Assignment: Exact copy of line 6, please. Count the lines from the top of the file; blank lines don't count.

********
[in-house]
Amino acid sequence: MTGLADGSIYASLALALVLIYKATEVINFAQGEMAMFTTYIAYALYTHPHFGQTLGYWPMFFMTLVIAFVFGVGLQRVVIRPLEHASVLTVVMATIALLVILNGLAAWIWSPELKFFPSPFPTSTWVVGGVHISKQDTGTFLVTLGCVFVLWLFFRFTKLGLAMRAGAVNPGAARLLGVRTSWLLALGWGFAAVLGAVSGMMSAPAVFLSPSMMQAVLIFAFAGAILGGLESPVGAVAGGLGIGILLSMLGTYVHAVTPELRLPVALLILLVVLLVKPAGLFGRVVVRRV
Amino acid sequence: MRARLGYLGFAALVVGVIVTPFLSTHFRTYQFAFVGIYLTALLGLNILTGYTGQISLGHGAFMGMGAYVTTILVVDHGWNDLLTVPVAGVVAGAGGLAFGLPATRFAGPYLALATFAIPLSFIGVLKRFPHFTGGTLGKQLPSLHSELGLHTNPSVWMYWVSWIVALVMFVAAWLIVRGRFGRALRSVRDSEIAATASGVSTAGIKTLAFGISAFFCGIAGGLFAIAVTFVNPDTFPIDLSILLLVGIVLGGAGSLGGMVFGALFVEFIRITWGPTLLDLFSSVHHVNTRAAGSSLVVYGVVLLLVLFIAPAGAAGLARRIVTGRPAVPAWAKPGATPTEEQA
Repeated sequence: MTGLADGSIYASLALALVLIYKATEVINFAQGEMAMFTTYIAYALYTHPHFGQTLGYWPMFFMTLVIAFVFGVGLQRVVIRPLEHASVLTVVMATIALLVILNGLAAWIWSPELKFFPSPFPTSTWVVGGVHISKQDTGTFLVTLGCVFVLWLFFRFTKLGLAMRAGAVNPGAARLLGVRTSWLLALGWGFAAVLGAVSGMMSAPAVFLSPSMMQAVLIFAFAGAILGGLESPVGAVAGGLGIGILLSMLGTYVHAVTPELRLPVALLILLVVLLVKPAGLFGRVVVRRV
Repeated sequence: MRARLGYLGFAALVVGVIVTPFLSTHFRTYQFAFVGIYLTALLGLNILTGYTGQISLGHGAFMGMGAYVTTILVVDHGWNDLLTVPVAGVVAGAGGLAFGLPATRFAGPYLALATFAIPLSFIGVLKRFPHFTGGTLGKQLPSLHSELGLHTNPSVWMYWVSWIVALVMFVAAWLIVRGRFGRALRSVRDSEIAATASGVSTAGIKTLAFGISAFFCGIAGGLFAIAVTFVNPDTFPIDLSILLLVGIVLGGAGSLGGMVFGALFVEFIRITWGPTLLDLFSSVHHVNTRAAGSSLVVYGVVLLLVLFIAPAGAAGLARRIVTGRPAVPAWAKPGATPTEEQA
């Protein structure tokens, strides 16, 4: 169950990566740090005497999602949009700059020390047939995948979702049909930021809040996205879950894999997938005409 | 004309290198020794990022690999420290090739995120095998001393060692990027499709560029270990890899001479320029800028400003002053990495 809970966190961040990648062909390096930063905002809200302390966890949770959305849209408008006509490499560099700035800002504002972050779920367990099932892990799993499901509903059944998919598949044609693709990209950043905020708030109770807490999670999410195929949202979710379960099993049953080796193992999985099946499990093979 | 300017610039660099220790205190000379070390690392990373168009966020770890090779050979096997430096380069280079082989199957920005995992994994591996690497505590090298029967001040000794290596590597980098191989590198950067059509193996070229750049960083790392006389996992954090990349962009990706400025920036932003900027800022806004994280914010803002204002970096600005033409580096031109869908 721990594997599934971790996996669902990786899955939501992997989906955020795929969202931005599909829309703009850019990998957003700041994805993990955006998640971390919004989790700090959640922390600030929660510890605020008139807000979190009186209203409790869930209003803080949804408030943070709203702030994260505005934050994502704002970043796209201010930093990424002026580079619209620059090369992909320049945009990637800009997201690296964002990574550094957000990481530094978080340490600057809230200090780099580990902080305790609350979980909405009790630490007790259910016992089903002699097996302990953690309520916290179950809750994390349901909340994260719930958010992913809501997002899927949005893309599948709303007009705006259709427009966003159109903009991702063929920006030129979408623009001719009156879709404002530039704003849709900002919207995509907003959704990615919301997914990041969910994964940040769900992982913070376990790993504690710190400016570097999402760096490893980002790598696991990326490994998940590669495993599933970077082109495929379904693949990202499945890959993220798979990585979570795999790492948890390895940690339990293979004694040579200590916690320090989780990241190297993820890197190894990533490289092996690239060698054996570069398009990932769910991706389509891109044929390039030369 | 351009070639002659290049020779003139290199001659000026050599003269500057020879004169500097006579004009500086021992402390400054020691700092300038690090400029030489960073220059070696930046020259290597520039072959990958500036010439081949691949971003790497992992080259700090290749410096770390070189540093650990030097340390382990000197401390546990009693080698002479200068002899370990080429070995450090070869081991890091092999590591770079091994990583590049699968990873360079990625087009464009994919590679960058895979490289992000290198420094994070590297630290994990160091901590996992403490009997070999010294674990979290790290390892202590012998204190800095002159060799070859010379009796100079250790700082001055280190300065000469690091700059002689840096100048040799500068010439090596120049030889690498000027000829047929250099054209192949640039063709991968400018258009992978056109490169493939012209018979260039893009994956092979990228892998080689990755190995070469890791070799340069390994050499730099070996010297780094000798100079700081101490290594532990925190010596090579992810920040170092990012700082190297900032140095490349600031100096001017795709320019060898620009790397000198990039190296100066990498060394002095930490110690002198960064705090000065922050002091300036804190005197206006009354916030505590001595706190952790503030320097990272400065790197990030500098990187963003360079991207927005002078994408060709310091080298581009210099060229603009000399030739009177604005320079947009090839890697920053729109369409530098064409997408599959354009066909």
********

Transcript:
């Protein structure tokens, strides 16, 4: 169950990566740090005497999602949009700059020390047939995948979702049909930021809040996205879950894999997938005409 | 004309290198020794990022690999420290090739995120095998001393060692990027499709560029270990890899001479320029800028400003002053990495 809970966190961040990648062909390096930063905002809200302390966890949770959305849209408008006509490499560099700035800002504002972050779920367990099932892990799993499901509903059944998919598949044609693709990209950043905020708030109770807490999670999410195929949202979710379960099993049953080796193992999985099946499990093979 | 300017610039660099220790205190000379070390690392990373168009966020770890090779050979096997430096380069280079082989199957920005995992994994591996690497505590090298029967001040000794290596590597980098191989590198950067059509193996070229750049960083790392006389996992954090990349962009990706400025920036932003900027800022806004994280914010803002204002970096600005033409580096031109869908 721990594997599934971790996996669902990786899955939501992997989906955020795929969202931005599909829309703009850019990998957003700041994805993990955006998640971390919004989790700090959640922390600030929660510890605020008139807000979190009186209203409790869930209003803080949804408030943070709203702030994260505005934050994502704002970043796209201010930093990424002026580079619209620059090369992909320049945009990637800009997201690296964002990574550094957000990481530094978080340490600057809230200090780099580990902080305790609350979980909405009790630490007790259910016992089903002699097996302990953690309520916290179950809750994390349901909340994260719930958010992913809501997002899927949005893309599948709303007009705006259709427009966003159109903009991702063929920006030129979408623009001719009156879709404002530039704003849709900002919207995509907003959704990615919301997914990041969910994964940040769900992982913070376990790993504690710190400016570097999402760096490893980002790598696991990326490994998940590669495993599933970077082109495929379904693949990202499945890959993220798979990585979570795999790492948890390895940690339990293979004694040579200590916690320090989780990241190297993820890197190894990533490289092996690239060698054996570069398009990932769910991706389509891109044929390039030369 | 351009070639002659290049020779003139290199001659000026050599003269500057020879004169500097006579004009500086021992402390400054020691700092300038690090400029030489960073220059070696930046020259290597520039072959990958500036010439081949691949971003790497992992080259700090290749410096770390070189540093650990030097340390382990000197401390546990009693080698002479200068002899370990080429070995450090070869081991890091092999590591770079091994990583590049699968990873360079990625087009464009994919590679960058895979490289992000290198420094994070590297630290994990160091901590996992403490009997070999010294674990979290790290390892202590012998204190800095002159060799070859010379009796100079250790700082001055280190300065000469690091700059002689840096100048040799500068010439090596120049030889690498000027000829047929250099054209192949640039063709991968400018258009992978056109490169493939012209018979260039893009994956092979990228892998080689990755190995070469890791070799340069390994050499730099070996010297780094000798100079700081101490290594532990925190010596090579992810920040170092990012700082190297900032140095490349600031100096001017795709320019060898620009790397000198990039190296100066990498060394002095930490110690002198960064705090000065922050002091300036804190005197206006009354916030505590001595706190952790503030320097990272400065790197990030500098990187963003360079991207927005002078994408060709310091080298581009210099060229603009000399030739009177604005320079947009090839890697920053729109369409530098064409997408599959354009066909």